Regardless of whether or not the parents come to an agreement on this issue, they must abide by the rules and regulations set forth by the IRS regarding dependency exemptions.

In general, the parent who provides the most financial support for the child that year is entitled to claim the child as a dependent, unless that parent relinquishes this right by submitting IRS Form 8332, or if there is a court-administered divorce decree or separation agreement stating otherwise. Here is a brief explanation.

How the Dependency Exemption is Typically Allocated After a Divorce

Couples are allowed to come to an agreement on who will claim the child as a dependent each year. However, if they cannot come to an agreement, the court will make the decision for them based on a variety of factors. Here are three primary scenarios:

  1. If you have a court-approved maintenance agreement, the parent with whom the child resides, or who has primary custody during the year, is entitled to claim the child as a dependent, unless he or she waives this right to claim the child as a dependent in a divorce decree, separation agreement, or with IRS Form 8332.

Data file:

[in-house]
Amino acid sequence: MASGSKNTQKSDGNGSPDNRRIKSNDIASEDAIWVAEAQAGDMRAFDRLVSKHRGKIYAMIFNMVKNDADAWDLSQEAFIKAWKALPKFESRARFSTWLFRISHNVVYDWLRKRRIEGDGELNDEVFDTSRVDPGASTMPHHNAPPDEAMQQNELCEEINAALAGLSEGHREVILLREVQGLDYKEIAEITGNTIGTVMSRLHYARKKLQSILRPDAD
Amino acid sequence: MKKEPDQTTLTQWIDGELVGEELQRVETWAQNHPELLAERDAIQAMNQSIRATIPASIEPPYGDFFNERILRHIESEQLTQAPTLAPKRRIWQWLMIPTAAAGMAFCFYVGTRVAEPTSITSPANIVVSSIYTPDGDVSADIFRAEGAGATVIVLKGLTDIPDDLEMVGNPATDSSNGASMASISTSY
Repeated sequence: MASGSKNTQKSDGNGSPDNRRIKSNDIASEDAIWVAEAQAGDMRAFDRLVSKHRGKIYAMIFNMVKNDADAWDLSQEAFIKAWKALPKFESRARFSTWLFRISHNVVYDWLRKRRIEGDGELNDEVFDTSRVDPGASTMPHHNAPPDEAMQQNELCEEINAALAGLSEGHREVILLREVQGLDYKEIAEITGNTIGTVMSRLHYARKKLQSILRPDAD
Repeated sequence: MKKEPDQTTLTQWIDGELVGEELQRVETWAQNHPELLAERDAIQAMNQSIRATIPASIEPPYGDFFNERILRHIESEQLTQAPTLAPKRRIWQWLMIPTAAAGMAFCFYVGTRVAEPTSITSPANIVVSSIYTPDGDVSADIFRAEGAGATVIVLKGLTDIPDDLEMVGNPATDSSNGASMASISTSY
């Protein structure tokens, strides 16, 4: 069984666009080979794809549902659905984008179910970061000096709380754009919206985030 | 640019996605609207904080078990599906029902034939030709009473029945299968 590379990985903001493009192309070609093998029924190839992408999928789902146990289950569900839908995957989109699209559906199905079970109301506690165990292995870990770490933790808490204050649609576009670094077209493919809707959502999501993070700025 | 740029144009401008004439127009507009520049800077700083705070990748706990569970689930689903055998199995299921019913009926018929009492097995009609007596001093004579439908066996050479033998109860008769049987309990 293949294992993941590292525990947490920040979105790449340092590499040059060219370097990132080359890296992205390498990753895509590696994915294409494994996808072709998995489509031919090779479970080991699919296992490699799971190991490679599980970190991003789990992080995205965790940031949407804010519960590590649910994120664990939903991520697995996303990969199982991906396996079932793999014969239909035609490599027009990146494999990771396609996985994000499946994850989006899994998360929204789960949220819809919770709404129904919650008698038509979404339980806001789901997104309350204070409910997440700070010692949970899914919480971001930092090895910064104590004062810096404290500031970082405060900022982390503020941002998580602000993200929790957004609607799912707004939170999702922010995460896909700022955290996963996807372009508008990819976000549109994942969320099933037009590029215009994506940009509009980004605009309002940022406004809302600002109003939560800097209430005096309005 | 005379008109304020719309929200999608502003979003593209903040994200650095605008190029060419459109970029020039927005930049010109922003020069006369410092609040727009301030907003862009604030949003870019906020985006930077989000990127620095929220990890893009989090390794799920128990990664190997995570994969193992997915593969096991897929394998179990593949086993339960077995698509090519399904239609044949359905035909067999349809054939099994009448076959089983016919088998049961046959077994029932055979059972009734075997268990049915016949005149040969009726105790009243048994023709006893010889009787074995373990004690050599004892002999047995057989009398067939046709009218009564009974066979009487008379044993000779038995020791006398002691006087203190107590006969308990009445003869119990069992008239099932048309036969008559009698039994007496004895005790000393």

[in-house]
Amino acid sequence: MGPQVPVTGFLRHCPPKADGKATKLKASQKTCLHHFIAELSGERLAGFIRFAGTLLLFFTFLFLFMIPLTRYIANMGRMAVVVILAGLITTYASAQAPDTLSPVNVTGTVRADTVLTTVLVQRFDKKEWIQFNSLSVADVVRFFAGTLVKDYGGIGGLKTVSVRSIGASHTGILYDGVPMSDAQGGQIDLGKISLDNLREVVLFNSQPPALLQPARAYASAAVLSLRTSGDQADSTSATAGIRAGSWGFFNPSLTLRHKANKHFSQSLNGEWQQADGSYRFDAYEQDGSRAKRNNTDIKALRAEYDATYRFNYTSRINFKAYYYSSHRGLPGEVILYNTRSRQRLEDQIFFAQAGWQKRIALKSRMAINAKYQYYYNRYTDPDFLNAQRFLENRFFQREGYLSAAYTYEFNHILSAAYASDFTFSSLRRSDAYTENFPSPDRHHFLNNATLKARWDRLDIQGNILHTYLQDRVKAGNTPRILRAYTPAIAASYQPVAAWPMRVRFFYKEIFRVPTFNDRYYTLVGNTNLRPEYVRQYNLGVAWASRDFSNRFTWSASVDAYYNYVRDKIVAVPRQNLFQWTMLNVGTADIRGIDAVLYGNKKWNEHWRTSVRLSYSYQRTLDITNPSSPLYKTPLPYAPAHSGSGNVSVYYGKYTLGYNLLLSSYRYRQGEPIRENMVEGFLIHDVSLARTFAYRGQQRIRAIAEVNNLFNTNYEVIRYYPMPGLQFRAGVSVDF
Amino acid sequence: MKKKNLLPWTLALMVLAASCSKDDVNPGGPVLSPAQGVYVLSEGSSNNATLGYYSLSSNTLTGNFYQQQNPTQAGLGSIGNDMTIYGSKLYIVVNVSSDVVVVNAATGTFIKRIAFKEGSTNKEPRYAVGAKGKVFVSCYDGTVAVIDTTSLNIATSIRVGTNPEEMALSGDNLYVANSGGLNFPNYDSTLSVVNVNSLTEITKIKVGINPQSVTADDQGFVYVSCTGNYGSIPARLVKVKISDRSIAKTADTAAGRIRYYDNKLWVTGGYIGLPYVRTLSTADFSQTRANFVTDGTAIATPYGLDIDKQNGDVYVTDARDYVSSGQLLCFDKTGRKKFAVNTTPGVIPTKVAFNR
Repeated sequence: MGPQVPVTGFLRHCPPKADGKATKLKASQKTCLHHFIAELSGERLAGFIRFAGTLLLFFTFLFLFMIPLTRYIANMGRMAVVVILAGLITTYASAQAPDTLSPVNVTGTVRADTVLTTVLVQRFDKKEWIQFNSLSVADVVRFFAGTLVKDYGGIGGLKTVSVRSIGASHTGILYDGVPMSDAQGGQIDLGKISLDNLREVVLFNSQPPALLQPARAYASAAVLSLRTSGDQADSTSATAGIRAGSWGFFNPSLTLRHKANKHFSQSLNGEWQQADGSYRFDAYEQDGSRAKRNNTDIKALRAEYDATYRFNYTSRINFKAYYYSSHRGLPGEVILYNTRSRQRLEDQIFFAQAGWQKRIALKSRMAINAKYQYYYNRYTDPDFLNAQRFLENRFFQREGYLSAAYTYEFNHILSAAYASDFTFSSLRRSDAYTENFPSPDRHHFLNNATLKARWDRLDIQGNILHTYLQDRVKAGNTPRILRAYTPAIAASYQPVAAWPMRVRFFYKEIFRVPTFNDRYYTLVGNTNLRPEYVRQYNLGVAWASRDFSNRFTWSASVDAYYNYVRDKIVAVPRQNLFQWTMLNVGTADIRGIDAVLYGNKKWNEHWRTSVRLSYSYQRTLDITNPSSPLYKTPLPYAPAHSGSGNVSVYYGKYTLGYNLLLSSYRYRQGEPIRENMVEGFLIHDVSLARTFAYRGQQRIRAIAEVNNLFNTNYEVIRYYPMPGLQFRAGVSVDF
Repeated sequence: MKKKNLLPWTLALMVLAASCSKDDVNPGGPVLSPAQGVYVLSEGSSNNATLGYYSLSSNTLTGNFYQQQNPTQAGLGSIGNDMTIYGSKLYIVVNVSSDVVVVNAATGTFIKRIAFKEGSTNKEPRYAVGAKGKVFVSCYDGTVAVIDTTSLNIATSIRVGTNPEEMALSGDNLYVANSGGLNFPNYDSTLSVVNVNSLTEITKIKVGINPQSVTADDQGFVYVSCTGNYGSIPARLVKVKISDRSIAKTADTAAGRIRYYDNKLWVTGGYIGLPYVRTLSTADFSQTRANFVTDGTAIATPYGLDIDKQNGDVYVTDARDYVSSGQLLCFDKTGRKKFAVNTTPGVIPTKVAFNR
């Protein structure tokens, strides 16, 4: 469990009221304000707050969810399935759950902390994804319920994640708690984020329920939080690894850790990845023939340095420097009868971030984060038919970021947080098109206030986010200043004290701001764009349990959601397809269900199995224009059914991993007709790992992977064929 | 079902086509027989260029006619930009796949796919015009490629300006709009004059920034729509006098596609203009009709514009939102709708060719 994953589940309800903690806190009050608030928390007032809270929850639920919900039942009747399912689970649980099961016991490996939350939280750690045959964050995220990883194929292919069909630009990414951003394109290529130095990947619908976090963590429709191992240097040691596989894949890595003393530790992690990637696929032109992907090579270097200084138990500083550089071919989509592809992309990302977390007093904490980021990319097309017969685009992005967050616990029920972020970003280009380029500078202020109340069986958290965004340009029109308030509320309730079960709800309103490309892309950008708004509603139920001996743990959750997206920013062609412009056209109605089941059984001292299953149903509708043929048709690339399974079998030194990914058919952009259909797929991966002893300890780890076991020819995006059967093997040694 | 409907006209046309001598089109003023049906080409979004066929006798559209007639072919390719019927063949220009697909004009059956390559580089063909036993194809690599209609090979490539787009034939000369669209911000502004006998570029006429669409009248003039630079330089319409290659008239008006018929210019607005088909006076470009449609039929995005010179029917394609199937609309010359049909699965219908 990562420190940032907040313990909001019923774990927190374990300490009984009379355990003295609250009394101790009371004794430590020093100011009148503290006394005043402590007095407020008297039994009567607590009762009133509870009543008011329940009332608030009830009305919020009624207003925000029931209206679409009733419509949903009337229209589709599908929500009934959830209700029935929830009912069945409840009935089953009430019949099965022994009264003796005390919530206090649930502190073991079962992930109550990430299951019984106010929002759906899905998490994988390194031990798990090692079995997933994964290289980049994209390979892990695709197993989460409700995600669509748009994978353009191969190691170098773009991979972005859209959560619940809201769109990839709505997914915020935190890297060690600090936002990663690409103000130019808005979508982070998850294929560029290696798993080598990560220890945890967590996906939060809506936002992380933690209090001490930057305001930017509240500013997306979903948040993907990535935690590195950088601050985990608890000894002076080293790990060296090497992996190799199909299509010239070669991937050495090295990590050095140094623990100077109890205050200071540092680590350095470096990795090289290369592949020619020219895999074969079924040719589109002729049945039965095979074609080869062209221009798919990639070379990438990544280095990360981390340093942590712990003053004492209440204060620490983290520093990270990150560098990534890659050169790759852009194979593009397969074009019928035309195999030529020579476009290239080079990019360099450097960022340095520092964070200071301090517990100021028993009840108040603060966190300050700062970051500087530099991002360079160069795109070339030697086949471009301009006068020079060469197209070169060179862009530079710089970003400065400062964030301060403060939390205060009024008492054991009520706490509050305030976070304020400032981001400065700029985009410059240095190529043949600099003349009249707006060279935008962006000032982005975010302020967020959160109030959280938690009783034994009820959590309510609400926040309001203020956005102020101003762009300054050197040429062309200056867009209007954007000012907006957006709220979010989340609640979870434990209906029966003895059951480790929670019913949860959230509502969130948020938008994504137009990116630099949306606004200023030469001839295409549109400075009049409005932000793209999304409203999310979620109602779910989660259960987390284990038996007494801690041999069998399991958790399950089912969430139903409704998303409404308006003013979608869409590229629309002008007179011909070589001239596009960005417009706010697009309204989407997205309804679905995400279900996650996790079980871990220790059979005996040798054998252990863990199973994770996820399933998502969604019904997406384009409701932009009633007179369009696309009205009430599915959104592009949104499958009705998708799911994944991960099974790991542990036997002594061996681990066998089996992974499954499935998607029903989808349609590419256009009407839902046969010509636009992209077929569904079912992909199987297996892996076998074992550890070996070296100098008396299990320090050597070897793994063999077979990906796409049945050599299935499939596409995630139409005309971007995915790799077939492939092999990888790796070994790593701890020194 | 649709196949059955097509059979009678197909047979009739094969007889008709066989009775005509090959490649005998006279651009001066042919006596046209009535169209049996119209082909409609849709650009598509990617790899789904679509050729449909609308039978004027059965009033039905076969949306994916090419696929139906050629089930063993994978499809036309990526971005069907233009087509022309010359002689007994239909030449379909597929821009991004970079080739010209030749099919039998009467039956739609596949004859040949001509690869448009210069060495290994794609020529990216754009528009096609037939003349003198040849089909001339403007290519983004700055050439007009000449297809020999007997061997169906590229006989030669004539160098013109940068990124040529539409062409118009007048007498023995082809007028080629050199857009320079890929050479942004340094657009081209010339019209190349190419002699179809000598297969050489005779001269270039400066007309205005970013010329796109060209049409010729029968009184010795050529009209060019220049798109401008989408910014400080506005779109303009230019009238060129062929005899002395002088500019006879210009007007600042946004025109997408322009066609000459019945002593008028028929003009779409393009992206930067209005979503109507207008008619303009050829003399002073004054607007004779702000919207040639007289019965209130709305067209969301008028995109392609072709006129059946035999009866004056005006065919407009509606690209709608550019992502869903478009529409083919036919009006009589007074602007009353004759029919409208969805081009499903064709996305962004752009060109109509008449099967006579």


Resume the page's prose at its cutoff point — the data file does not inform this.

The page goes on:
1. If you are unmarried, lived with the other parent for the last half of the year, or you do not have a court-approved child support or child custody agreement, then the parent who provides more than 50 percent of the child’s financial support is entitled to claim the dependent for that year.
  1. If you and the other parent share custody and provide financial support for the child on an equal basis, the parent entitled to claim the child as a dependent becomes much more difficult to determine. Often, the courts will have to make the decision based on what is in the best interest of the child. For more information on who is entitled to claim the child as a dependent in this scenario, you can consult IRS Publication 501, Exemptions, Standard Deduction, and Filing Information, or an experienced family law attorney who can clarify the applicable rules for you.

Contact a Florida Family Law Attorney

Your finances may dramatically change after a divorce. At Jodat Law Group, P.A., we can help you protect your financial health and plan for the future during this difficult period in your life. Contact your Bradenton & Sarasota divorce attorneys at 877-912-2671 or contact us to schedule a free consultation online. We will evaluate your case and explain your financial options.

Child Visitation Rights and Parent Custody

If the biological parents of a child are going through a divorce, they have the right to seek child custody, or parenting time, also called child visitation. The parents of a child can seek custody or visitation, regardless of the fact whether they were ever married or not when the child was born. When courts take a decision, that decision is taken based upon the best interest of a child. Usually, courts are required to take a decision in cases related to disputed child visitation, or custody cases where the parents were never married.